The simplest way to get started with WebAssembly

Step 1: setting up the environment

The first thing you should install (assuming you have Node set up already) is AssemblyScript, which is a subset of TypeScript, with the added (incredibly cool!) feature of being able to compile directly to WASM. So by adding a few extra annotations, a plain old JS function can be transformed into WASM using the AssemblyScript command line tool.

So just go ahead, run the following npm command:

 npm install -g assemblyscript
npm install -g http-server

Step 2: creating your first WebAssembly module

First of all, you’ll need to create a tsconfig.json file with the following contents:

asc fib.ts -o fib.wasm

Step 3: run your WASM file from a browser

To run the code in a browser, not too surprisingly, you’ll need a browser! I’ve tested this in Chrome 61.0, but any other browser should be all right, if it supports WASM (most of the modern ones do) and the fetch API.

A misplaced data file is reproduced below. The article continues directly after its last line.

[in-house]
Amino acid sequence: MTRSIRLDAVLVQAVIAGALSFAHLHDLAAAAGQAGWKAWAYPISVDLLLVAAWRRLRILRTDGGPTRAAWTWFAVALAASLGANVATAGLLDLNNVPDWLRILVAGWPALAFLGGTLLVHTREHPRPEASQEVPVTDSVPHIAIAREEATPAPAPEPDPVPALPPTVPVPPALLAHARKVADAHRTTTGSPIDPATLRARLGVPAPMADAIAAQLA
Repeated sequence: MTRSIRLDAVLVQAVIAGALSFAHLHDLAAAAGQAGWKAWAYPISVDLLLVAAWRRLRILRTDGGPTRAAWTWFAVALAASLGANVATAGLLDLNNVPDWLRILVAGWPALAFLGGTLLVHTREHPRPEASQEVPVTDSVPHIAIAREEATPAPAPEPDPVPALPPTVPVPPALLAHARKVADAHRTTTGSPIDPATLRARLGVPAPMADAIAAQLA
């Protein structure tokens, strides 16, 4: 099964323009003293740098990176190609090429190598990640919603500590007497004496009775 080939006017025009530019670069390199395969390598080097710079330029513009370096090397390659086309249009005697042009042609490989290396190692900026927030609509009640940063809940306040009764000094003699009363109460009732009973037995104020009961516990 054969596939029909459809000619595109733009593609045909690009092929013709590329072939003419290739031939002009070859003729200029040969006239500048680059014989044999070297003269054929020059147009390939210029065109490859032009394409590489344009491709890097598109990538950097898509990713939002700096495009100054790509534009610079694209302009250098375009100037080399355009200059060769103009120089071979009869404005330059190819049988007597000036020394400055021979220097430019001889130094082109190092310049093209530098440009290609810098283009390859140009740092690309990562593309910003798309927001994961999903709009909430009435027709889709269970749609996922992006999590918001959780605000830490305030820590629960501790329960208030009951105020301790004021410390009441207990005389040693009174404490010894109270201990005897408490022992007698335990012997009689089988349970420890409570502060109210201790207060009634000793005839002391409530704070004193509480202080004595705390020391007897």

> fib(5)<- 8> fib(6)<- 13> fib(7)<- 21

Bonus step: measure it!

One of the cool things about WebAssembly is that it should be faster than plain JS. Well, let’s test how our fib.wasm compares against a plain JS solution.
I’ve added a few extra functions to my test site:

timer(simpleFib, 10)
timer(fib, 10)

Final thoughts

WebAssembly is wickedly cool. Now, thanks to AssemblyScript it’s even more accessible, so in my book, no real case can be made against trying it out, and even using it to optimize the computation-heavy parts of your code. If you want to dive deeper, you should definitely read the AssemblyScript docs, since it has a few important details you’ll need, in a surprisingly concise form.



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Benedek Gagyi

Benedek Gagyi

tinkering with javascript and css @ [code, basketball, tea, beer, trailrunning]